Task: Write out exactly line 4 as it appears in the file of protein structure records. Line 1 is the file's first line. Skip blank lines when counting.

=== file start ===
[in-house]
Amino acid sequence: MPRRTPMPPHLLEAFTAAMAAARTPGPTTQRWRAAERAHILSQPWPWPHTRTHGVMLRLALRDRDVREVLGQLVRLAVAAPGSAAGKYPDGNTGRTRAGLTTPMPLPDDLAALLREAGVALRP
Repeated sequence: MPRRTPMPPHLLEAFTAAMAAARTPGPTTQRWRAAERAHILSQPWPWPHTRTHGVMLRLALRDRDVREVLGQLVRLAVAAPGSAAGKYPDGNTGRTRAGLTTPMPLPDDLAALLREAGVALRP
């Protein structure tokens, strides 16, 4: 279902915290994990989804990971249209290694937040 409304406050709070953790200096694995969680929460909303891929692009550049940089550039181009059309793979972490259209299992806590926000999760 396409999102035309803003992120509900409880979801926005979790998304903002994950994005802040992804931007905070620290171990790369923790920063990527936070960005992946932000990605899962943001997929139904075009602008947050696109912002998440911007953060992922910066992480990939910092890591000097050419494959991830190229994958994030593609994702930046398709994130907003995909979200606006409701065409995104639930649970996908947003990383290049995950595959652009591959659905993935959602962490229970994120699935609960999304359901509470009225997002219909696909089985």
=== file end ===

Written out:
């Protein structure tokens, strides 16, 4: 279902915290994990989804990971249209290694937040 409304406050709070953790200096694995969680929460909303891929692009550049940089550039181009059309793979972490259209299992806590926000999760 396409999102035309803003992120509900409880979801926005979790998304903002994950994005802040992804931007905070620290171990790369923790920063990527936070960005992946932000990605899962943001997929139904075009602008947050696109912002998440911007953060992922910066992480990939910092890591000097050419494959991830190229994958994030593609994702930046398709994130907003995909979200606006409701065409995104639930649970996908947003990383290049995950595959652009591959659905993935959602962490229970994120699935609960999304359901509470009225997002219909696909089985």